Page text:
Challenge Blog One: Rituals

I never considered myself to be a woman of ritual. On time, particular, and possibly OCD? Maybe. But the act of arranging materials just right on the table or grabbing the perfect snack before I actually start a paper are moments that have usually felt more routine. However, rituals are routines that have become special and essential. Sometimes they can be positive, but in today’s case I will talk about my ritual of writing at home and how it has been problematic.

Last semester, I wrote just about every paper at my dining room table. I love being home. I enjoy my roommates’ chit-chat and the smell of everyone’s cooking. It’s warm and inviting. Since we all enjoy doing homework at the table together, it has also always felt like a great work environment. However, I was pretty disappointed with one paper I wrote last semester for American Culture in The Sixties. The whole process took place in my bedroom and at that dining room table. I interviewed my grandfather sitting in bed and did late night research downstairs. The overall product was messy and the analysis was sadly quite thin. Not all of my writing assignments ended up that way, but this particular project could have been better had I considered moving outside of my comfort zone.

My new goal is to combat my home-body attitude. It was clearly a challenge for me and I want to make sure I end my last semester of college with some great writing. With that being said, I will make treks to cool coffee shops and comfortable study areas when I need to start a new paper. This will hopefully get creative juices flowing, give me a new setting with different sounds and smells, and maybe it will be a fun ritual that I didn’t know I needed.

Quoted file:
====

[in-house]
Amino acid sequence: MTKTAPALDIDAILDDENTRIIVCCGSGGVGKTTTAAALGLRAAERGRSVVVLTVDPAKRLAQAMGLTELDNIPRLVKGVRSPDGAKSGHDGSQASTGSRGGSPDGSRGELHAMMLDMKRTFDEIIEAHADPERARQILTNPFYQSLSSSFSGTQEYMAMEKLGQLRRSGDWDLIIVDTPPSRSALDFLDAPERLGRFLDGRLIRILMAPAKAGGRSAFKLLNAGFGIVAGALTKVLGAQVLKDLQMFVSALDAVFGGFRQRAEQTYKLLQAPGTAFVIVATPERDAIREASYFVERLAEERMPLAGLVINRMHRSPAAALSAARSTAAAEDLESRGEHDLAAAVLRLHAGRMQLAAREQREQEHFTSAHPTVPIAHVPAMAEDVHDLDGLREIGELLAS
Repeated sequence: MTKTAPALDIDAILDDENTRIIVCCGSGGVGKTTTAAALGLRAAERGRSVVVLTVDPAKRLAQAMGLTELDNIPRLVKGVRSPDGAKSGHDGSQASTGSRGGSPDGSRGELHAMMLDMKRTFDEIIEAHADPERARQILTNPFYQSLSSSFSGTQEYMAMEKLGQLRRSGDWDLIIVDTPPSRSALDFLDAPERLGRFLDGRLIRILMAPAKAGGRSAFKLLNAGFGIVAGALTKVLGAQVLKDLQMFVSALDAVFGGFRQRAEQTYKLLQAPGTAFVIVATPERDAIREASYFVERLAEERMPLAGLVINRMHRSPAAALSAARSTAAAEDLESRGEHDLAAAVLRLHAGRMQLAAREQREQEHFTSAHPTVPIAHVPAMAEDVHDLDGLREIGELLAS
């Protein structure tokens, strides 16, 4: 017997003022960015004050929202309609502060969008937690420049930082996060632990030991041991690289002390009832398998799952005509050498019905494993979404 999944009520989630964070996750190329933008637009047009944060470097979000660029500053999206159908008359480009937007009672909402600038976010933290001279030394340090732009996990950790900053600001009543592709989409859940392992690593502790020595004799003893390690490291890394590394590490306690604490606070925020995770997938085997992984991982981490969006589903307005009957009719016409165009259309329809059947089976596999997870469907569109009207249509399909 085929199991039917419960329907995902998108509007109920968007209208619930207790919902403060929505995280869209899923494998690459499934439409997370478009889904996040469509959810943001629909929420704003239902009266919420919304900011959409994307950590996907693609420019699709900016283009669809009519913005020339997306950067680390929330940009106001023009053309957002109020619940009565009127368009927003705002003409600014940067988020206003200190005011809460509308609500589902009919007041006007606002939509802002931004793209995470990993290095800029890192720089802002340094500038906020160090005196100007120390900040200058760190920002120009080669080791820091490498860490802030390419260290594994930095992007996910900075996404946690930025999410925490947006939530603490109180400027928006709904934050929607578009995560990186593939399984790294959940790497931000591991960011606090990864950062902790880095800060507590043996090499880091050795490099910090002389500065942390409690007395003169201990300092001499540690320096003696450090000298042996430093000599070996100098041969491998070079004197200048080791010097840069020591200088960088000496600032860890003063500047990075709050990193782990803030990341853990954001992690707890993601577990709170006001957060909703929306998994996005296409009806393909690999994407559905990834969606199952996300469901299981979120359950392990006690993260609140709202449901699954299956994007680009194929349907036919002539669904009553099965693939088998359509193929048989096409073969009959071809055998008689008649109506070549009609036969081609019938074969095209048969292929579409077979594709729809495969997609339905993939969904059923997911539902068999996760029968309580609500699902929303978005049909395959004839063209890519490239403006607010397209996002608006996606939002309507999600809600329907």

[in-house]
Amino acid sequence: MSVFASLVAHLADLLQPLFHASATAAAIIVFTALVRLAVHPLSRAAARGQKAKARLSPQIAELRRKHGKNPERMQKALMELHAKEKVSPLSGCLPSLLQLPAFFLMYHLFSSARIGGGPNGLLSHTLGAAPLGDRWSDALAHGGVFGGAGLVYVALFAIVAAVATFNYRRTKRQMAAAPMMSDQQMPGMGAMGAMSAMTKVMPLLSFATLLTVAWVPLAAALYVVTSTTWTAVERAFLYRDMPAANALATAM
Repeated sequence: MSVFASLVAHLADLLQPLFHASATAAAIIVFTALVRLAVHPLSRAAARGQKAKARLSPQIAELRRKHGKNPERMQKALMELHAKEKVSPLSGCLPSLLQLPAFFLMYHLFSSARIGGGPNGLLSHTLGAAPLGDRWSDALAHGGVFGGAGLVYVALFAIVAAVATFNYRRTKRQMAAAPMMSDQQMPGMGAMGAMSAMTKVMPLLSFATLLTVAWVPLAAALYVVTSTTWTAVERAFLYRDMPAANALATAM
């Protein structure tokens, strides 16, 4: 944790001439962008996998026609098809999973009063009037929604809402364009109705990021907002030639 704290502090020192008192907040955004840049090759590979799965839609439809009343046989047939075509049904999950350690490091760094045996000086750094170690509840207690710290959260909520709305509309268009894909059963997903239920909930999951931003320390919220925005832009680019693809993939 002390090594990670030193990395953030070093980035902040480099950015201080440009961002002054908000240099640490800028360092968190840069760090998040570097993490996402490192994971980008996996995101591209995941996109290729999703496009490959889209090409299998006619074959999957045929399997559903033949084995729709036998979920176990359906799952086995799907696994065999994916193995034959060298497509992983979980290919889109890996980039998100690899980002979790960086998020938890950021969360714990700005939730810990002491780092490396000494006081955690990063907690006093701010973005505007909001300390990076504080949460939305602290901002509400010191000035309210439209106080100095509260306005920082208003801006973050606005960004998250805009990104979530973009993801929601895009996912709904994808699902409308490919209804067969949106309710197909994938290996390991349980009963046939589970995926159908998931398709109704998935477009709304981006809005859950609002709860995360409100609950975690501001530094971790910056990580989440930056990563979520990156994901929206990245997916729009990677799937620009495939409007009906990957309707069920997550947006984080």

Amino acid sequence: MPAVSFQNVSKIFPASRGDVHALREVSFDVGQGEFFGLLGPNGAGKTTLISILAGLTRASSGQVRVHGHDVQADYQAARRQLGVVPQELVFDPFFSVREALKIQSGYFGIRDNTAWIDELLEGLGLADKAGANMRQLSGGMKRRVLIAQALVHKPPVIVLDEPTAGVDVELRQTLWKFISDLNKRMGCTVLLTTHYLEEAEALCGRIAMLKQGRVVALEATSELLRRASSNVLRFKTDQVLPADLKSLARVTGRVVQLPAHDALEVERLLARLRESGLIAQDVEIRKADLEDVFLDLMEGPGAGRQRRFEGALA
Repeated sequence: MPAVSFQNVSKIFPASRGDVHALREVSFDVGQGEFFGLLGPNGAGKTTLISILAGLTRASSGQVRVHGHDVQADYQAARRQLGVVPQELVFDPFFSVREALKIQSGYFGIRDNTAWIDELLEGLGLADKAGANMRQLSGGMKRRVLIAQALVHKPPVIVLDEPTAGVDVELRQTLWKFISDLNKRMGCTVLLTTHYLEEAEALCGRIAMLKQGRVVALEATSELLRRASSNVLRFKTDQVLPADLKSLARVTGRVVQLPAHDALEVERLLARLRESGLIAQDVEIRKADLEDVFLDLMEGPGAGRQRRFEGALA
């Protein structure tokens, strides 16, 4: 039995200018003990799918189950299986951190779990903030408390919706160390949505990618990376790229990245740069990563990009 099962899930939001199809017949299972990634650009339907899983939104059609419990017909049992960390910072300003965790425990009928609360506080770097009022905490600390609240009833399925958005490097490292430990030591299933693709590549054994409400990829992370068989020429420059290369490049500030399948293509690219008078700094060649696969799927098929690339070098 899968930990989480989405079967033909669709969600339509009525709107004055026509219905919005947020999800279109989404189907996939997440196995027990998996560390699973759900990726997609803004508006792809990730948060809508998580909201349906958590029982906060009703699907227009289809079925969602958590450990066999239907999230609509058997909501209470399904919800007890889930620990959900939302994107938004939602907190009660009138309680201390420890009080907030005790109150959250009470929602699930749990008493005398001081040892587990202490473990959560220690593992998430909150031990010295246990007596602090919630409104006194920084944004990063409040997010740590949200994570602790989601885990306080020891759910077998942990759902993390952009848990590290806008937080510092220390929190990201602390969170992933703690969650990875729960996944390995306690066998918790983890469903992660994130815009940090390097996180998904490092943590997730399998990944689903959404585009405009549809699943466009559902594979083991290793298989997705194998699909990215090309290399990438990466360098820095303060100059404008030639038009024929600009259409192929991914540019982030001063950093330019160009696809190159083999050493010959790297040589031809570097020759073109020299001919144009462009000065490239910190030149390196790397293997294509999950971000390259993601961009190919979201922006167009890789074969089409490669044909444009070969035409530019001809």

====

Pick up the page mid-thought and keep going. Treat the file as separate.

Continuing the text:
One thought to “Challenge Blog One: Rituals”

  1. Amanda — I have the opposite problem where I can never get anything done if I am at home trying to write something. It’s funny how, despite our original preferences, we both landed on needing to “expand” and “travel” more to establish a new ritual. There’s this book I read a number of years ago entitled “The War of Art” – it’s an…interesting read (I certainly don’t agree with some of the viewpoints that the author outlines), but one thing has stuck with me: the idea of the resistance. In summary, the author defines “the resistance” as any distractions, fears, prejudices, and self imposed limitations that keep us from investing in our creative work. The book offers many options for combatting the resistance, and one of the options is creating and maintaining a productive space. I feel like, if we travel to a place that has already been labeled as a “productive space” – like a library – then there’s a better chance that we will be able to take on the resistance head on.

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